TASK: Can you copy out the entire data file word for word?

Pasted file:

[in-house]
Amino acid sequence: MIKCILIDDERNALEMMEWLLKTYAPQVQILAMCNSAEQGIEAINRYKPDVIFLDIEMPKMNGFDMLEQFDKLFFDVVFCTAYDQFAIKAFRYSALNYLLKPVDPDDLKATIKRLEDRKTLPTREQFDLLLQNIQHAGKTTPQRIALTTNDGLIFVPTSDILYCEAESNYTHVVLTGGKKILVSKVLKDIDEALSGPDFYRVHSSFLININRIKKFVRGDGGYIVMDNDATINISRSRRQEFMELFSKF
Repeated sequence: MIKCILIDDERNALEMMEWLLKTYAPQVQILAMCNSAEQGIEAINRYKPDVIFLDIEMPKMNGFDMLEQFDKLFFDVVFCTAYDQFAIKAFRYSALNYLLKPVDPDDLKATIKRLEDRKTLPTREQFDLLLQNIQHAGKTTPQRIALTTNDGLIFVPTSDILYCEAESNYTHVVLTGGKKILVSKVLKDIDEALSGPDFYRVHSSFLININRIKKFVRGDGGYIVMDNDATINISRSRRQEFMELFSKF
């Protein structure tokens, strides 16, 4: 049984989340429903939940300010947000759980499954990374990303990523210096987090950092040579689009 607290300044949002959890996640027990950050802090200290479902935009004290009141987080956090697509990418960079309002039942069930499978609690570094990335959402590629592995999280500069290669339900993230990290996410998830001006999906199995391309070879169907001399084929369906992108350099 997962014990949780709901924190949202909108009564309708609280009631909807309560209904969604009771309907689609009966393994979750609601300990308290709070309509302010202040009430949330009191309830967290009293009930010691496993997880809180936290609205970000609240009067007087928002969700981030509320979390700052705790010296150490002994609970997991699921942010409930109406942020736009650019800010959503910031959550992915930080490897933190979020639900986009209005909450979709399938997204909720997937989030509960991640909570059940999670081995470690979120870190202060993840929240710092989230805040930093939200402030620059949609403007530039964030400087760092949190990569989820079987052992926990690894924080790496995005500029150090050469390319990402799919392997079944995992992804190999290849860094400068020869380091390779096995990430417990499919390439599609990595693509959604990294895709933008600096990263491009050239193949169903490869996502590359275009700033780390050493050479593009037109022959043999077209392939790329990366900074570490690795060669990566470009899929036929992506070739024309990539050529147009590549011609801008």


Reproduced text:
[in-house]
Amino acid sequence: MIKCILIDDERNALEMMEWLLKTYAPQVQILAMCNSAEQGIEAINRYKPDVIFLDIEMPKMNGFDMLEQFDKLFFDVVFCTAYDQFAIKAFRYSALNYLLKPVDPDDLKATIKRLEDRKTLPTREQFDLLLQNIQHAGKTTPQRIALTTNDGLIFVPTSDILYCEAESNYTHVVLTGGKKILVSKVLKDIDEALSGPDFYRVHSSFLININRIKKFVRGDGGYIVMDNDATINISRSRRQEFMELFSKF
Repeated sequence: MIKCILIDDERNALEMMEWLLKTYAPQVQILAMCNSAEQGIEAINRYKPDVIFLDIEMPKMNGFDMLEQFDKLFFDVVFCTAYDQFAIKAFRYSALNYLLKPVDPDDLKATIKRLEDRKTLPTREQFDLLLQNIQHAGKTTPQRIALTTNDGLIFVPTSDILYCEAESNYTHVVLTGGKKILVSKVLKDIDEALSGPDFYRVHSSFLININRIKKFVRGDGGYIVMDNDATINISRSRRQEFMELFSKF
């Protein structure tokens, strides 16, 4: 049984989340429903939940300010947000759980499954990374990303990523210096987090950092040579689009 607290300044949002959890996640027990950050802090200290479902935009004290009141987080956090697509990418960079309002039942069930499978609690570094990335959402590629592995999280500069290669339900993230990290996410998830001006999906199995391309070879169907001399084929369906992108350099 997962014990949780709901924190949202909108009564309708609280009631909807309560209904969604009771309907689609009966393994979750609601300990308290709070309509302010202040009430949330009191309830967290009293009930010691496993997880809180936290609205970000609240009067007087928002969700981030509320979390700052705790010296150490002994609970997991699921942010409930109406942020736009650019800010959503910031959550992915930080490897933190979020639900986009209005909450979709399938997204909720997937989030509960991640909570059940999670081995470690979120870190202060993840929240710092989230805040930093939200402030620059949609403007530039964030400087760092949190990569989820079987052992926990690894924080790496995005500029150090050469390319990402799919392997079944995992992804190999290849860094400068020869380091390779096995990430417990499919390439599609990595693509959604990294895709933008600096990263491009050239193949169903490869996502590359275009700033780390050493050479593009037109022959043999077209392939790329990366900074570490690795060669990566470009899929036929992506070739024309990539050529147009590549011609801008």